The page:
Alice is "poor": Spoiler, she's not. And so many people will not have a problem with this, but it drove me nuts. Alice comes from a very successful, upper-middle class family full of lawyers. She does the whole my parents have money, but I don't thing. I grew up in poverty, so this kind of thing is beyond annoying. You still have money because you have a parental safety net that if something drastic happens (unexpected big medical bill, car troubles, etc.) there is someone to provide for those things. Where as someone who is living in poverty, those things threaten your entire security, and you start to worry about being homeless and getting food on the table and getting to a job to hopefully keep those things from happening. Her parents are paying for school, so she's debt free at this point. They do cut her off because she decides not to become a lawyer, but once she talks to her Dad later, he agrees to pay some bills, as he did for her sister when she quit law school twice. Again, not something that would happen if your family didn't have money. Alice has some growth about this, which was nice to see. 

The book is light-hearted and bubbly, which was terrible for me. It wasn't that it was poorly written (the writing is solid), but the tone and style is just not at all for me. At all. Goodreads said I read this for five days, and I literally thought I had been reading it for weeks. 

I still recommend this book though for those both in the ace community and those who know nothing about asexuality. It's an important book to be aware of, to support, and to have in your library collection. If your library doesn't have it, talk to your librarians and tell them you want it. And even though Alice is in college, this is likely to appeal to younger readers, I think partly due to the lighter tone.

If you're into contemporary romances, this is an enjoyable read with a HEA, and you should give it a try.
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I loved this book. This is the first book I’ve read with an asexual character. 

At first, I was worried when Alice started having feelings for Takumi. I didn’t want the story to turn into her discovery that she wasn’t actually asexual. I was relieved that didn’t happen. The story is about Alice learning to accept her orientation. 

Even though many readers may not be able to relate to Alice’s orientation, her relationship with Takumi is relateable. She has butterflies in her stomach for the first time, when she meets him. She’s constantly thinking about him and she can’t figure out why. This is the first time she experienced romantic attraction. 

I think the book needed more tension. Alice had her personal problems, which were important and valid. But there weren’t a lot of exciting, tense moments to drive the story. I would have loved a surprise or shocking event throughout the story. I also would have liked to have seen more of her family. They created conflict with Alice, because they didn’t agree with what she wanted to do in life. 

I really enjoyed this story and I highly recommend it!
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The main character is a biromantic asexual, a thing I haven't seen in a book before. The story was good and flowed lovely. The only thing keeping this from a 5 star is the love interest, I wasn't sold on him, but that's okay.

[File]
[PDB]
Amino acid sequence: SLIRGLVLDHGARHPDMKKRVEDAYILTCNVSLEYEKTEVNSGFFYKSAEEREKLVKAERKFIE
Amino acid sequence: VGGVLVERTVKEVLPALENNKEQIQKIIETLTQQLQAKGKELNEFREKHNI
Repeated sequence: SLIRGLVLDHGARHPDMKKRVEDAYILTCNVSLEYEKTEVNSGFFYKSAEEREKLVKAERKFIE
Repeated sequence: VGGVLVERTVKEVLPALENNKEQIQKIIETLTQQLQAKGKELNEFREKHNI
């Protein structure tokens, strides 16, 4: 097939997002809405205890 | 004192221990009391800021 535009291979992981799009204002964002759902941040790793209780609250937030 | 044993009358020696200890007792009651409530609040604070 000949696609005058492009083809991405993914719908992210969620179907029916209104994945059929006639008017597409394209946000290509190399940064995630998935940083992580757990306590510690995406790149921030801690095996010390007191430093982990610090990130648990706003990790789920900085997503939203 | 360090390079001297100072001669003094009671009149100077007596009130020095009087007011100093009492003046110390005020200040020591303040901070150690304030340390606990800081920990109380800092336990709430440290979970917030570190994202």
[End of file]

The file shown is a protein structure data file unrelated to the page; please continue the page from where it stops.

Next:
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Let's start by acknowledging how important this book is. It definitely gets a spot on my best list for the year, even though it's not a favorite. I love the way the author addresses the microaggressions Alice has to deal with as a black girl and how difficult (but not impossible) navigating relationships can be when you're asexual. I had some major misconceptions about asexuality going in, so I ended up learning a lot from it. I kept stopping to google things and ending up getting a book from the library on asexuality so I'll be a little more educated. I had some quibbles with the writing; it occasionally felt a little all over the place. Overall, it was a positive experience and a cute read. It left me with a smile on my face and I'm glad to see more ace rep and some intersectionality.
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Excellent representation of an ace protagonist. Engaging, fun, and heartfelt. I've purchased the physical copy for my classroom!
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I read this in one sitting so that says a lot. I was initially interested in this book because she works in a library. Once I started reading I couldn't stop. It's an interesting topic that brings up things I'd like to discuss with other readers. Will definitely be a contender for my book club.
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3.5 of 5 stars
This is a lovely, powerful, and deeply important story. Biromantic, ace, woc rep? Yes please! 
The story was my favorite part of this. As a nerdy, ace lady, I easily saw myself in Alice. I understood her struggles and loved seeing her logic laid out on the page. Though I feel like the story lost some of its momentum towards the climax and became slightly muddled, it found it again by the end. 
The writing was sometimes difficult for me to follow. There were lines that I loved and highlighted and will quote for years to come, but then there were also sections that were so stilted or confusing that the slowed me down or pulled me out of the book entirely. 
Though it’s not a perfect book, it is a wonderful one and one that I will recommend frequently. It was a quick, fun, and satisfying read, especially as an ace reader.